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Your intellectual property rights are precious and you need to make sure you have everything in place to protect those rights before you start discussing your idea with anyone. Here, we talk to the UK Intellectual Property Office to clarify the importance of doing things by the book during the innovation process

 

 

IP Law Overview

 

Intellectual property (IP) refers to creations of the mind and the corresponding fields of law. Common types of IP rights include patents, industrial design rights, trade secrets, trademarks and copyrights.

 

Certain forms of legal protection exist for the different types of IP. While there are many commonalities, the laws governing what IP is protected, and the extent of that protection, may vary greatly from country to country. Consequently, it is important to review IP laws in any jurisdiction for which you are seeking protection.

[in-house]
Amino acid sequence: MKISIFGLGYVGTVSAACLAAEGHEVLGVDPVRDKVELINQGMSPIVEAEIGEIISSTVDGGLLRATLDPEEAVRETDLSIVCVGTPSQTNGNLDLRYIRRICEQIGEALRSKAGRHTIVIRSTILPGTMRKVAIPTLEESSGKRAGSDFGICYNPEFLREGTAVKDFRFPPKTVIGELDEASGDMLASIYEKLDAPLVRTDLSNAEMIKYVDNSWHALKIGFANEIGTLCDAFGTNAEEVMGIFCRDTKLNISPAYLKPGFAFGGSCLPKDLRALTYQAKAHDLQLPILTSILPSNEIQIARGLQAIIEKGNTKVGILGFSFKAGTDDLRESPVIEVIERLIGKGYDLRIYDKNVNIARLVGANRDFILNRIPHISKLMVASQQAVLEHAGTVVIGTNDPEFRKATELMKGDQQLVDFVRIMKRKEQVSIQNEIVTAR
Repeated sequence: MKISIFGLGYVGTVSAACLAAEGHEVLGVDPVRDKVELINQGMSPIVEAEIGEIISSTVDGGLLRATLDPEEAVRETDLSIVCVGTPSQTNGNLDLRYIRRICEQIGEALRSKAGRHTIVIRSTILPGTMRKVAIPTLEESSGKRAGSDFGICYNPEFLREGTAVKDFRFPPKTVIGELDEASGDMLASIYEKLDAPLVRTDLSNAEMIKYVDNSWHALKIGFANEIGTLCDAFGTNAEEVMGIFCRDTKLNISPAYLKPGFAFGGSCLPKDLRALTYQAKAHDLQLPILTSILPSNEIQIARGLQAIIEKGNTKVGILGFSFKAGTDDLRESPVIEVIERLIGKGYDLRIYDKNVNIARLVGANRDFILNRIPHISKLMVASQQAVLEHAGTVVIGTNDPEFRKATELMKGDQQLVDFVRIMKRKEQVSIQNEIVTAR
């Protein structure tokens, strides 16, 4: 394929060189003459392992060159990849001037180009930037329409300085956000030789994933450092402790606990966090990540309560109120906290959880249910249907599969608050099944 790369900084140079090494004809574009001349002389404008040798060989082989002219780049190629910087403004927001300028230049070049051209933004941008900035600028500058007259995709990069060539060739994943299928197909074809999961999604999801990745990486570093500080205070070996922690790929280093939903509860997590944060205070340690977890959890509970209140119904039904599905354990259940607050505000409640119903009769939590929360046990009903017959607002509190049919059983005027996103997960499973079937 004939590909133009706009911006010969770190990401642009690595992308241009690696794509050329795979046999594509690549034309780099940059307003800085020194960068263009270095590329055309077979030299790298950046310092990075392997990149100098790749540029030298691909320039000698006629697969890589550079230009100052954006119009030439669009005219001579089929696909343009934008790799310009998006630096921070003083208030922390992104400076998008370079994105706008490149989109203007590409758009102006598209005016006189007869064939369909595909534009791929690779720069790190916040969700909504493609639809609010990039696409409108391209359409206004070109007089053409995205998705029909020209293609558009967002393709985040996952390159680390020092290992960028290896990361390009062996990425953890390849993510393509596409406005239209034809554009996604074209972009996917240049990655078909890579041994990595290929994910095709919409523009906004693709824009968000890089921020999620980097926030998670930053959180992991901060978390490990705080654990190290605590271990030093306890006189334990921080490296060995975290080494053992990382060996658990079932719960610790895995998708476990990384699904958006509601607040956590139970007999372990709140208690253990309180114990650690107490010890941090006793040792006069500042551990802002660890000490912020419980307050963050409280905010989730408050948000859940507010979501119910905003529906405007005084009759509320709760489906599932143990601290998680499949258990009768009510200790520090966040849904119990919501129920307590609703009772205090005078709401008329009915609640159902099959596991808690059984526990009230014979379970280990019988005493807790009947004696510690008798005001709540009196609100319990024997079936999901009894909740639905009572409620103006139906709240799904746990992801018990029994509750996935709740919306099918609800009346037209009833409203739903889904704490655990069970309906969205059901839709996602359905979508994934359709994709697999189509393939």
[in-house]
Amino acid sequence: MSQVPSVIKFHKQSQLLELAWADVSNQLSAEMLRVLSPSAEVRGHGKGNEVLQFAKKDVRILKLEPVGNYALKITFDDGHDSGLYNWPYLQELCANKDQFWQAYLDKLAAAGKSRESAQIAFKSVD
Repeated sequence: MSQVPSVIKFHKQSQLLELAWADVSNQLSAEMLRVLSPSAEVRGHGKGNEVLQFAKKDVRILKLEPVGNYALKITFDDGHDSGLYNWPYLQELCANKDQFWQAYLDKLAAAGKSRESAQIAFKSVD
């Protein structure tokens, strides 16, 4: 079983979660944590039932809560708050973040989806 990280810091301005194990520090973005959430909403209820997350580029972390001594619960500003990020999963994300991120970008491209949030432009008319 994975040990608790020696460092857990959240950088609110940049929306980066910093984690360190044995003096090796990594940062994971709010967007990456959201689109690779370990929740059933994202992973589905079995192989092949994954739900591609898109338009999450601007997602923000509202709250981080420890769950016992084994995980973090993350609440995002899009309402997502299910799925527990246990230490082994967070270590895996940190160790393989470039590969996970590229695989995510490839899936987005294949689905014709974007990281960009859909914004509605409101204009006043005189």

The term ‘patent’ typically refers to a set of exclusionary rights granted for an invention. To be patentable the invention must fulfil certain conditions. Generally an invention must be new, useful, non-obvious and fall within certain subject areas. In exchange for disclosing the full details of an invention to the public, an inventor is granted a monopoly for a limited period of time, in most cases 20 years from filing an application. It is important to note that having a patent does not give you an affirmative right to do anything; it gives you the right to prevent others from certain activities.

 

Some jurisdictions may offer protection for a subset of patents called industrial design rights or design patents. Industrial design or design patents focus on the physical appearance of an item and not any utilitarian aspect.

 

A trade secret is generally information that is not known to the public, confers some sort of economic benefit to the holder and is subject to reasonable efforts to maintain its secrecy. Protection for trade secrets is usually obtained through the use of non-disclosure agreements and non-compete agreements. If secrecy is maintained, a trade secret may be maintained indefinitely (i.e. Coca-cola formula). However, there is no legal protection for a trade secret if the information becomes public without misappropriation of the secret.